Tag Archives: Cal Memorial Stadium
Nine buildings have been singled out as representing the best new design work in Berkeley for 2010-2012. Berkeley Design Advocates, a volunteer group of architects and urban planners, selected three UC Berkeley buildings, a restaurant, a senior home, two retail spaces — one newly built, one restored — a wine store, and the renovation of a branch library from a list of 15 submissions, and handed out the award certificates at a ceremony on Thursday, March 28. (See the 2013 Awards Brochure for full details.)
This year threw up a particularly impressive crop of winners, according to Anthony Bruzzone, President of BDA, who said that two years ago, with the recession having put the kibosh on many construction projects, the group was concerned it might have no buildings to consider at all in 2013. … Continue reading »
Jeff Tedford, head coach of the Cal Golden Bears football team since 2002, was fired today after a 3-9 season and a combined 15-22 record over the last three seasons. Tedford was the highest paid state employee in California, with a salary of $2.3 million a year. His contract with Cal ran through the 2015 season.
“This was an extraordinarily difficult decision, one that required a thorough and thoughtful analysis of a complex set of factors,” Cal Athletic Director Sandy Barbour said in a press statement. “Ultimately, I believed that we needed a change in direction to get our program back on the right track. Cal football is integral to our department and our university, and its influence can be felt well beyond the walls of Memorial Stadium. The program clearly serves as an important part of the connective tissue that binds our community together, and it is imperative that Cal football be recognized as a leader in competitive success, academic achievement and community engagement.” … Continue reading »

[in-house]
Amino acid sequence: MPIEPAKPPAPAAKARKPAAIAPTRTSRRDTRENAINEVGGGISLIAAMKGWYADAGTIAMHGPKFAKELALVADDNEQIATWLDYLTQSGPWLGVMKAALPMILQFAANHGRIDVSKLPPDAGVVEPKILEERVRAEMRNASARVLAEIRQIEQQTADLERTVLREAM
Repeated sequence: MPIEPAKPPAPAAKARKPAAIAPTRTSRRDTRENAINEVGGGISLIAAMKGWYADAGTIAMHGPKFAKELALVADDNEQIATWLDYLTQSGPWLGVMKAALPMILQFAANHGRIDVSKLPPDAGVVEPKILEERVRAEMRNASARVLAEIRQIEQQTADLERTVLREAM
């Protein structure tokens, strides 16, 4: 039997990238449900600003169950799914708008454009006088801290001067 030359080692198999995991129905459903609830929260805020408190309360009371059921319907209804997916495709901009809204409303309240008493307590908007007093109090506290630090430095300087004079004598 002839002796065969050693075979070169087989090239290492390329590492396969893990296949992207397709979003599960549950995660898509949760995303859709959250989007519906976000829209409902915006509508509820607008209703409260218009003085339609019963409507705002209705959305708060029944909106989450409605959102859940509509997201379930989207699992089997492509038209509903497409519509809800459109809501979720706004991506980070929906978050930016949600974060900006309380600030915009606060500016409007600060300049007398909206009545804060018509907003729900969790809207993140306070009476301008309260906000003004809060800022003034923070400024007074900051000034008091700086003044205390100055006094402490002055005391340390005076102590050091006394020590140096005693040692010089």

On Friday, the great and the good of UC Berkeley unveiled the newly renovated Memorial Stadium, the result of more than 30 years of planning, $321 million in pledged funding, many feats of seismic engineering, and 21 months of construction.
The project encountered some unexpected obstacles along the way, not least the presence of a group of protesters who spent 19 months perched in trees on the university property in a bid to prevent their removal. “Very colorful, as only Berkeley can produce,” said UC Berkeley Chancellor Robert Birgeneau recalling the episode. He stressed, however, that he was confident everyone will be nothing less than awed with the revamped shrine to Cal football. … Continue reading »
See update at bottom of article
Three weeks before the refurbished Cal Memorial Stadium is set to open, university officials are taking a new, more aggressive, approach to selling the premium seats that are the backbone of the stadium’s financing plan.
Instead of relying on Cal’s sports development office to reach out to loyal alums, the athletic department is hiring a professional sales staff to target prospects, according to Solomon (Solly) Fulp, the athletic department’s COO. Officials hope the outreach program will jump-start sales for the Endowment Seating Program, which offers ticket holders premium club seats for 30 years for prices ranging from $40,000 to $225,000.
Cal has sold about 70% of its 3,200 premium seats and has raised $145 million through the Endowment Seating Program, well short of its $309 million goal, according to the Cal Bears website. The university has only sold 14 premium seats since Dec. 2011, according to the website, a rate that is lower than officials expected. … Continue reading »
Cal fans might describe Eric Gellerman as a hero. Gellerman is a wood aficionado who owns Berkeley’s salvaged wood furniture store, The Wooden Duck. A few weeks ago, he discovered that all the bleachers that had been torn out of Memorial Stadium as part of its major retrofit were sitting in a warehouse in Oakland bound for an uncertain future in Mexico.
Gellerman knew he had to save them, particularly when he saw the long, paint-stained lengths of wood stamped with seat numbers on both sides. There was more than 90 years worth of history and all manner of emotions ingrained into those bleachers.
But, initially, even Gellerman didn’t even realize what a trove he had stumbled upon.
“I was shown some samples that were Douglas Fir,” he said recently at The Wooden Duck’s headquarters overlooking I-80 and the bay. “I loved the numbered wood and agreed to buy 20,000 linear feet of it.” … Continue reading »